A version of this article was originally published in The Shakerite, the student newspaper of Shaker Heights High School, in Shaker Heights, Ohio.
As a Black woman, having your hair done is just as much of a necessity as wearing clothes when you exit your home.
Looking back, I cannot tell you how many times I’ve sat poolside refusing to enter the water, fearful of messing up my hair, how many times have I missed out on family gym trips, not wanting to sweat my hair out, or how many times have I skipped parties or hang-outs because my hair wouldn’t come out the way I wanted it to.
I’ve always loved wearing my hair out and natural, but now it feels more like a chore than a creative form of self-expression. If I am going to wash my hair, I have to set aside an entire day and plan not to see anyone because washing, detangling, deep conditioning and styling takes a whole day’s worth of work. I’ve prioritized finishing my twist-out over doing my homework, forcing me to stay up until unreasonable hours cramming to finish, because the embarrassment of going to school with my hair messed up was worse than the idea of going to class without my work done.
Getting braids, a protective style that will allow me to cut my get-ready time in half, can take up to 12 hours to finish, costing anywhere from $50 to $350. I have never spent more than $180, and I’ve been blessed to have a mother who can braid and who taught me to braid. Those who can’t do their own hair and have no friends or family to do it for a discounted price can end up spending a fortune. And as soon as the braids look messy, there’s pressure to take them out, or else someone will call you out saying you don’t take care of yourself.
Hair is a form of expression, but has become a means to be judged by. Whenever I leave my house without my hair done–which is quite controversial because a lot of people (especially older Black people) don’t even see an afro as done–I get comments like, “Erin you need to do something with that head,” as if my hair in its natural state is not good enough. After hearing phrases like that so many times, it’s been imprinted on me not to respect someone whose hair isn’t done. As a result, I’ve said the same thing to other Black girls whose hair I don’t see as done. It is a vicious cycle.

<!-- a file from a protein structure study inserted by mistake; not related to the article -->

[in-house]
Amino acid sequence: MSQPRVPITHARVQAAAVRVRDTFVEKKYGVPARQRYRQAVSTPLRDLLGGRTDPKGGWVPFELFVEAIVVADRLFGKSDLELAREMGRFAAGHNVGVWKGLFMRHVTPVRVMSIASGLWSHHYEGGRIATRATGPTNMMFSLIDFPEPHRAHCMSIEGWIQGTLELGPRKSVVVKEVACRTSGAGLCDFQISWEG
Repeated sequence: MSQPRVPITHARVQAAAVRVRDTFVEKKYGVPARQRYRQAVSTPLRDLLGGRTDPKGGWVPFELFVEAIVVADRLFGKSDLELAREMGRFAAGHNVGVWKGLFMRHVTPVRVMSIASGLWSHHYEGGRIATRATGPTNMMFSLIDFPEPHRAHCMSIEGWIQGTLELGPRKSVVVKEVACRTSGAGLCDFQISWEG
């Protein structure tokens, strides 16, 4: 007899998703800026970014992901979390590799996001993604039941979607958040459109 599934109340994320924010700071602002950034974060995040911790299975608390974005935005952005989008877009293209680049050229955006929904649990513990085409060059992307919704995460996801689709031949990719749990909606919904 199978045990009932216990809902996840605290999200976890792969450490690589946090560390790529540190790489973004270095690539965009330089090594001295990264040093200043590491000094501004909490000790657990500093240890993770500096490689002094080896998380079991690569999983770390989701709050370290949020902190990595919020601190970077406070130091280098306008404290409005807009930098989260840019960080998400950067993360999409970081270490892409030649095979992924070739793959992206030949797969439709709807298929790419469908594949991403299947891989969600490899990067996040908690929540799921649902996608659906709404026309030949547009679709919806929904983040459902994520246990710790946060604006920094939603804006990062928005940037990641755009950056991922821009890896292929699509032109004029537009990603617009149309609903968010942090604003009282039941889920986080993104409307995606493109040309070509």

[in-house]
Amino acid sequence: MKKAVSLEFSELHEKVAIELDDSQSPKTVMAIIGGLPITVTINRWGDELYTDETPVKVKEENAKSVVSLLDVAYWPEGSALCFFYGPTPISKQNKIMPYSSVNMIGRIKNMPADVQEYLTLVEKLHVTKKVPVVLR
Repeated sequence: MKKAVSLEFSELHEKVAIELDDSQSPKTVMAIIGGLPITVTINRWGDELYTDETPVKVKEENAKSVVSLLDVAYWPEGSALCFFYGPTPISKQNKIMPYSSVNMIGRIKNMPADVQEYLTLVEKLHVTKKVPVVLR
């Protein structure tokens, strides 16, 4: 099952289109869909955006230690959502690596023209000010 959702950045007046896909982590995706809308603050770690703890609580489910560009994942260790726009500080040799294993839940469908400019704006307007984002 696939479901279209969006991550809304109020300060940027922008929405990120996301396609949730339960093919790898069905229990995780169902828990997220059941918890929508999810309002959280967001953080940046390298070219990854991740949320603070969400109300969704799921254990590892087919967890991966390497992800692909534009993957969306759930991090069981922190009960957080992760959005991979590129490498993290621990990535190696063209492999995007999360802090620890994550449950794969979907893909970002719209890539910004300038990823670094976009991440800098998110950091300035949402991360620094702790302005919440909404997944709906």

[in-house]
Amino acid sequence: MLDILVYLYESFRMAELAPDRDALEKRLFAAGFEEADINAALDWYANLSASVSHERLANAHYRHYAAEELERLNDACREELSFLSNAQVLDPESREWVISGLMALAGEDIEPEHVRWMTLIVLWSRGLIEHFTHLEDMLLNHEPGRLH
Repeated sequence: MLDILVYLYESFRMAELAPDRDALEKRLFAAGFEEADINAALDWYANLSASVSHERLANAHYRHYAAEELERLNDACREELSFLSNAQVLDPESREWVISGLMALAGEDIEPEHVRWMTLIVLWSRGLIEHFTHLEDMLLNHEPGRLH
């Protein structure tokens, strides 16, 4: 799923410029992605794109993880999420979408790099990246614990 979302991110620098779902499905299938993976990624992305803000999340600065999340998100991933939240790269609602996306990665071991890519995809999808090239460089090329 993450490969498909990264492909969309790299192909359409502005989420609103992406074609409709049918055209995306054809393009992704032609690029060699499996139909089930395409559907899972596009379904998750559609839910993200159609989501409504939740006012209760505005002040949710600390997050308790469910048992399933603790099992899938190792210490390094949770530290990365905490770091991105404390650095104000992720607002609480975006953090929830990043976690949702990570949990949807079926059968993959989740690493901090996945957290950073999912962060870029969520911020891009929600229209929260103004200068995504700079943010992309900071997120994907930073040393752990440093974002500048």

It’s truly sad how much we as Black women have embodied the self-hate that’s been projected onto us for centuries. Enslaved people were forced to cover their hair, relaxed hair was the standard for my grandma and mother’s generations, now it’s long wigs and weaves. When it’s natural, it is only considered beautiful if there are defined curls on hair that is at least touching the collar bone when straight. I should be comfortable and confident enough to be able to present myself to the public without my hair always being gelled, slicked, and defined. But I don’t.
The judgements are not only upheld by ourselves, but those who are not black as well. The standard of tamed, straight and slick hair stems from white influence, so it only makes sense for them to ultimately be the decider of whether our hair is appropriate or not in settings that the control.